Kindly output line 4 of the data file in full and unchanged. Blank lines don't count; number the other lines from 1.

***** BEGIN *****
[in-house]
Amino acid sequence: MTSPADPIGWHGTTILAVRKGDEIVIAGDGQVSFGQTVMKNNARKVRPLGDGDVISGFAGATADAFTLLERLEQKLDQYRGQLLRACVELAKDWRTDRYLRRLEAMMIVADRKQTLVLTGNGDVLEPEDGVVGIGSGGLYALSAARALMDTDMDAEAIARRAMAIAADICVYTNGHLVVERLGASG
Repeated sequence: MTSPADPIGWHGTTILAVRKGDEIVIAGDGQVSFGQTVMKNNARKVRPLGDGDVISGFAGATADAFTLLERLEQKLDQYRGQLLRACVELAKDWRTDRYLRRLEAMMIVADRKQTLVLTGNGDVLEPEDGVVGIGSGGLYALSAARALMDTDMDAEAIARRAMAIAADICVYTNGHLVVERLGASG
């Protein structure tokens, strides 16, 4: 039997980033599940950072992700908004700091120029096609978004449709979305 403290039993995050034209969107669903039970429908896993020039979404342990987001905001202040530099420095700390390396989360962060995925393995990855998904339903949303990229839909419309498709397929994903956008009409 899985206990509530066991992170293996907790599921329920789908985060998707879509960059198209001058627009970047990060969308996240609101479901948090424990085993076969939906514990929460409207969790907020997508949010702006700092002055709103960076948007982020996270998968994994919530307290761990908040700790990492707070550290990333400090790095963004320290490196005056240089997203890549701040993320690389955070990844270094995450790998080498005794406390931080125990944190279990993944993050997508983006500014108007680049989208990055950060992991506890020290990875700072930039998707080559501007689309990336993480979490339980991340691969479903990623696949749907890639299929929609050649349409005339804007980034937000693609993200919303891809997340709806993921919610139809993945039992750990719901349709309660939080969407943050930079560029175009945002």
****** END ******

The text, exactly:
């Protein structure tokens, strides 16, 4: 039997980033599940950072992700908004700091120029096609978004449709979305 403290039993995050034209969107669903039970429908896993020039979404342990987001905001202040530099420095700390390396989360962060995925393995990855998904339903949303990229839909419309498709397929994903956008009409 899985206990509530066991992170293996907790599921329920789908985060998707879509960059198209001058627009970047990060969308996240609101479901948090424990085993076969939906514990929460409207969790907020997508949010702006700092002055709103960076948007982020996270998968994994919530307290761990908040700790990492707070550290990333400090790095963004320290490196005056240089997203890549701040993320690389955070990844270094995450790998080498005794406390931080125990944190279990993944993050997508983006500014108007680049989208990055950060992991506890020290990875700072930039998707080559501007689309990336993480979490339980991340691969479903990623696949749907890639299929929609050649349409005339804007980034937000693609993200919303891809997340709806993921919610139809993945039992750990719901349709309660939080969407943050930079560029175009945002």